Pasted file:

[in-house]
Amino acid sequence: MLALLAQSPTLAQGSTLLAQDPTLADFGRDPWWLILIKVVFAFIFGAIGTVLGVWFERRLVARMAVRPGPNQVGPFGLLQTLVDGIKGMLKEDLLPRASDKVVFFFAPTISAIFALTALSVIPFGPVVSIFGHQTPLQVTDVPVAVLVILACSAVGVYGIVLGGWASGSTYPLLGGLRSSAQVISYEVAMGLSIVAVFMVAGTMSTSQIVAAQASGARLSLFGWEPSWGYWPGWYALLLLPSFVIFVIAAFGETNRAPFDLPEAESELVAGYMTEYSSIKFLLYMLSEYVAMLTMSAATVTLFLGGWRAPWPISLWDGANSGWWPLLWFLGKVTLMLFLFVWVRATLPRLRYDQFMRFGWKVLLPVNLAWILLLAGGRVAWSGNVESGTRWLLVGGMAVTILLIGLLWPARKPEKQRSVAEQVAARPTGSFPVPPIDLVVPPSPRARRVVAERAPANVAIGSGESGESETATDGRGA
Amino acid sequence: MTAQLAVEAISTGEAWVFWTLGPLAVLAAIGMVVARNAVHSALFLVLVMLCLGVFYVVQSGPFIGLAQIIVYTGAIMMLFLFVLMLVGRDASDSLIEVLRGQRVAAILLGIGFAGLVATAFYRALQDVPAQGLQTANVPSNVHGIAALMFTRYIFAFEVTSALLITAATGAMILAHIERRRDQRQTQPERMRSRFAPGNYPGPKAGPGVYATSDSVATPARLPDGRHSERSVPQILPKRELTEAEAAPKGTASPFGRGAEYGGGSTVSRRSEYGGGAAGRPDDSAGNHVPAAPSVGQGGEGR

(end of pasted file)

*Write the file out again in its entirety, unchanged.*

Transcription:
[in-house]
Amino acid sequence: MLALLAQSPTLAQGSTLLAQDPTLADFGRDPWWLILIKVVFAFIFGAIGTVLGVWFERRLVARMAVRPGPNQVGPFGLLQTLVDGIKGMLKEDLLPRASDKVVFFFAPTISAIFALTALSVIPFGPVVSIFGHQTPLQVTDVPVAVLVILACSAVGVYGIVLGGWASGSTYPLLGGLRSSAQVISYEVAMGLSIVAVFMVAGTMSTSQIVAAQASGARLSLFGWEPSWGYWPGWYALLLLPSFVIFVIAAFGETNRAPFDLPEAESELVAGYMTEYSSIKFLLYMLSEYVAMLTMSAATVTLFLGGWRAPWPISLWDGANSGWWPLLWFLGKVTLMLFLFVWVRATLPRLRYDQFMRFGWKVLLPVNLAWILLLAGGRVAWSGNVESGTRWLLVGGMAVTILLIGLLWPARKPEKQRSVAEQVAARPTGSFPVPPIDLVVPPSPRARRVVAERAPANVAIGSGESGESETATDGRGA
Amino acid sequence: MTAQLAVEAISTGEAWVFWTLGPLAVLAAIGMVVARNAVHSALFLVLVMLCLGVFYVVQSGPFIGLAQIIVYTGAIMMLFLFVLMLVGRDASDSLIEVLRGQRVAAILLGIGFAGLVATAFYRALQDVPAQGLQTANVPSNVHGIAALMFTRYIFAFEVTSALLITAATGAMILAHIERRRDQRQTQPERMRSRFAPGNYPGPKAGPGVYATSDSVATPARLPDGRHSERSVPQILPKRELTEAEAAPKGTASPFGRGAEYGGGSTVSRRSEYGGGAAGRPDDSAGNHVPAAPSVGQGGEGR